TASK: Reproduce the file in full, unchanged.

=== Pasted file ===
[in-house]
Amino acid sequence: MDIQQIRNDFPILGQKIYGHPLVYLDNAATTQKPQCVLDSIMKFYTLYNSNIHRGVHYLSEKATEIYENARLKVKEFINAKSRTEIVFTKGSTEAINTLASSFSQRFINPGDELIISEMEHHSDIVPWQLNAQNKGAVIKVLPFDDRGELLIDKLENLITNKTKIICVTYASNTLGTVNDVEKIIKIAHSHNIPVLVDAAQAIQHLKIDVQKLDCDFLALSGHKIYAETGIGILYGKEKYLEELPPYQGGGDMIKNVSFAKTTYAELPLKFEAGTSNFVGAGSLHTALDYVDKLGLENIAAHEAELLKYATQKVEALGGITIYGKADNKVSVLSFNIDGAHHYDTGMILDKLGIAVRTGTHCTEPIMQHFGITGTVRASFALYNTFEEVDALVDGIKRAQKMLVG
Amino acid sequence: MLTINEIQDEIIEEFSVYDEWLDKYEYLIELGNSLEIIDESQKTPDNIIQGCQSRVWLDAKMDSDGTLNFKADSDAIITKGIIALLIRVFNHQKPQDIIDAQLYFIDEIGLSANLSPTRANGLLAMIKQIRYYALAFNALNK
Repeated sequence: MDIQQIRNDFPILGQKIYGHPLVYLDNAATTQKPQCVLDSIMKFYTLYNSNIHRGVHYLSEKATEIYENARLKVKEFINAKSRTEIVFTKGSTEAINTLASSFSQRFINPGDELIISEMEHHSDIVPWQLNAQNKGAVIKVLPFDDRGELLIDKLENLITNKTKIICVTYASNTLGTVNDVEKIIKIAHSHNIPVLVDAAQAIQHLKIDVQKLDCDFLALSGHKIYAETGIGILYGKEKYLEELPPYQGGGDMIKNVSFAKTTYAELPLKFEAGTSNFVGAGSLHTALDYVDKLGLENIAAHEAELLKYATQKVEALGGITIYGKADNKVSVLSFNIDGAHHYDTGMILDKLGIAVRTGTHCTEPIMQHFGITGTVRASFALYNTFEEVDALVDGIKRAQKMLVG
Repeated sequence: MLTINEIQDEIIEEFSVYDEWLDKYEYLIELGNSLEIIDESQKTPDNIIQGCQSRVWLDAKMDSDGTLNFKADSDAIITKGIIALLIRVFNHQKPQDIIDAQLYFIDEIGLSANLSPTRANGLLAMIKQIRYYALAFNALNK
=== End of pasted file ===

[in-house]
Amino acid sequence: MDIQQIRNDFPILGQKIYGHPLVYLDNAATTQKPQCVLDSIMKFYTLYNSNIHRGVHYLSEKATEIYENARLKVKEFINAKSRTEIVFTKGSTEAINTLASSFSQRFINPGDELIISEMEHHSDIVPWQLNAQNKGAVIKVLPFDDRGELLIDKLENLITNKTKIICVTYASNTLGTVNDVEKIIKIAHSHNIPVLVDAAQAIQHLKIDVQKLDCDFLALSGHKIYAETGIGILYGKEKYLEELPPYQGGGDMIKNVSFAKTTYAELPLKFEAGTSNFVGAGSLHTALDYVDKLGLENIAAHEAELLKYATQKVEALGGITIYGKADNKVSVLSFNIDGAHHYDTGMILDKLGIAVRTGTHCTEPIMQHFGITGTVRASFALYNTFEEVDALVDGIKRAQKMLVG
Amino acid sequence: MLTINEIQDEIIEEFSVYDEWLDKYEYLIELGNSLEIIDESQKTPDNIIQGCQSRVWLDAKMDSDGTLNFKADSDAIITKGIIALLIRVFNHQKPQDIIDAQLYFIDEIGLSANLSPTRANGLLAMIKQIRYYALAFNALNK
Repeated sequence: MDIQQIRNDFPILGQKIYGHPLVYLDNAATTQKPQCVLDSIMKFYTLYNSNIHRGVHYLSEKATEIYENARLKVKEFINAKSRTEIVFTKGSTEAINTLASSFSQRFINPGDELIISEMEHHSDIVPWQLNAQNKGAVIKVLPFDDRGELLIDKLENLITNKTKIICVTYASNTLGTVNDVEKIIKIAHSHNIPVLVDAAQAIQHLKIDVQKLDCDFLALSGHKIYAETGIGILYGKEKYLEELPPYQGGGDMIKNVSFAKTTYAELPLKFEAGTSNFVGAGSLHTALDYVDKLGLENIAAHEAELLKYATQKVEALGGITIYGKADNKVSVLSFNIDGAHHYDTGMILDKLGIAVRTGTHCTEPIMQHFGITGTVRASFALYNTFEEVDALVDGIKRAQKMLVG
Repeated sequence: MLTINEIQDEIIEEFSVYDEWLDKYEYLIELGNSLEIIDESQKTPDNIIQGCQSRVWLDAKMDSDGTLNFKADSDAIITKGIIALLIRVFNHQKPQDIIDAQLYFIDEIGLSANLSPTRANGLLAMIKQIRYYALAFNALNK